Back Pain And The Office Worker
Back Pain and Facts
At least 120 million working days are lost every year because of people's back problems.
10% of all major back injuries take place whilst handling, lifting or carrying.
Nearly two thirds of adults mostly in their 20's and 50's, experience back problems.
Back Pain is the single greatest cause for time off work through ill health.
Every person complaining of back pain, and any related condition, takes an average of 13 days off work.
Unfortunately, you won't find a magic wand to cure your back problems, but you will find that you can improve or prevent a lot of problems by adopting back-friendly work habits.
If you think about it, we all manually handle throughout every day of our lives, but have you ever stopped to think just how you go about it...
Do you bend from the waist (naughty),
Do you twist without moving your feet,
Do you slouch in your office chair,
How do you pick boxes, or your screaming toddler up from the floor?
If you sat down and thought about the weight you lift during a normal day, you would probably die from shock because it probably run into tons... Ha, is there any wonder you have those aches and pains?
If you must lift something...
Bend your knees rather than your back,
Keep your feet wide apart to provide stability (This is really important)
Carry objects close to your body
Bend again at the knees to put the object down
When carrying loads, try and lighten them, i.e. try and break them down into lighter smaller loads and store them in areas which are easily accessible.
How do you rate when working in an office?
Make sure your chair is comfortable and adjusted for you, (not everyone else)
Sit so your pelvis is upright
Try and ensure your thighs are at a 110 degree angle to your trunk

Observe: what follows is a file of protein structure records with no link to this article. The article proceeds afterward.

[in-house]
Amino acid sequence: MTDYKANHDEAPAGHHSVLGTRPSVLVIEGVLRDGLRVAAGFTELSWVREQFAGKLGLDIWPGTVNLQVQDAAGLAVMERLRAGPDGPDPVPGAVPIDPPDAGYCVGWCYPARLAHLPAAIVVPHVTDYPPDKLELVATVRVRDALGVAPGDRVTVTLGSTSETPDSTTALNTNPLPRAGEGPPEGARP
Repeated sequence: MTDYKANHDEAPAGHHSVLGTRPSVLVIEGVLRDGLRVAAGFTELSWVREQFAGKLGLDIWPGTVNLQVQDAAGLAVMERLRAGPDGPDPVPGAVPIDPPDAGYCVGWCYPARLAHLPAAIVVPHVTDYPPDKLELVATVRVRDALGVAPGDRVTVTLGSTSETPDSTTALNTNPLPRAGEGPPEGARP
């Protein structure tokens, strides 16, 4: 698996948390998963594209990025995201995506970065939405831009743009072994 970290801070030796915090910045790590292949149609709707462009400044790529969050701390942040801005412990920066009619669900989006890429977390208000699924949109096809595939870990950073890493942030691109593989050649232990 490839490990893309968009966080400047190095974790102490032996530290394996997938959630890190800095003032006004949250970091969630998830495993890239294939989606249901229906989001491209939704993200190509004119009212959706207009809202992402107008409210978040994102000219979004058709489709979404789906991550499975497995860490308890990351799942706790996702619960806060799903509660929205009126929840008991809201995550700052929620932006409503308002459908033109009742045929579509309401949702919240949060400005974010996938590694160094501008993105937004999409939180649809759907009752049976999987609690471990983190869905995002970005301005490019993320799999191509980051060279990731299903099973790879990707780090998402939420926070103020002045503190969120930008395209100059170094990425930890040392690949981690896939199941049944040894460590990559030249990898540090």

Ensure the lumbar support of your chair fits the small of your back so it maintains the natural S shape of your spine
Ensure the armrests of the chair touch your forearms, when your shoulders and elbows are relaxed at your side (This helps to avoid strain in your neck and upper limbs)
Ensure the seat depth allows your bottom to be at the back of the seat with a two finger gap between the front edge of the seat and behind the knees. (Ensures adequate thigh support whilst allowing movement without obstruction).
Make full use of the chair movement especially when reaching for items such as the phone
Alter your position frequently when using a keyboard
Move if you are uncomfortable. (It's surprising how many people don't)
Change your posture frequently to give your muscles a break
Take frequent breaks from your desk (And no it's not an excuse for a cigarette break)
Keep your mouse and telephone as close as possible (Allowing you to remain relaxed and in a natural position at your desk)
Ensure your monitor is square on so you don't have to turn your head to look at it. (Document holders are handy)
Ensure your screen is at arms length away from your face so the top of the screen is horizontal to your eye line.
The next time you are at work again, open your eyes, and just see how much damage your office job is doing to your back...You just might be shocked.
About the Author
Kim is a Back Care Advisor working in the UK for a large hospital Trust. She's passionate about back Care, and can be found at www.backpain-free.com and www.nursing-hints.com
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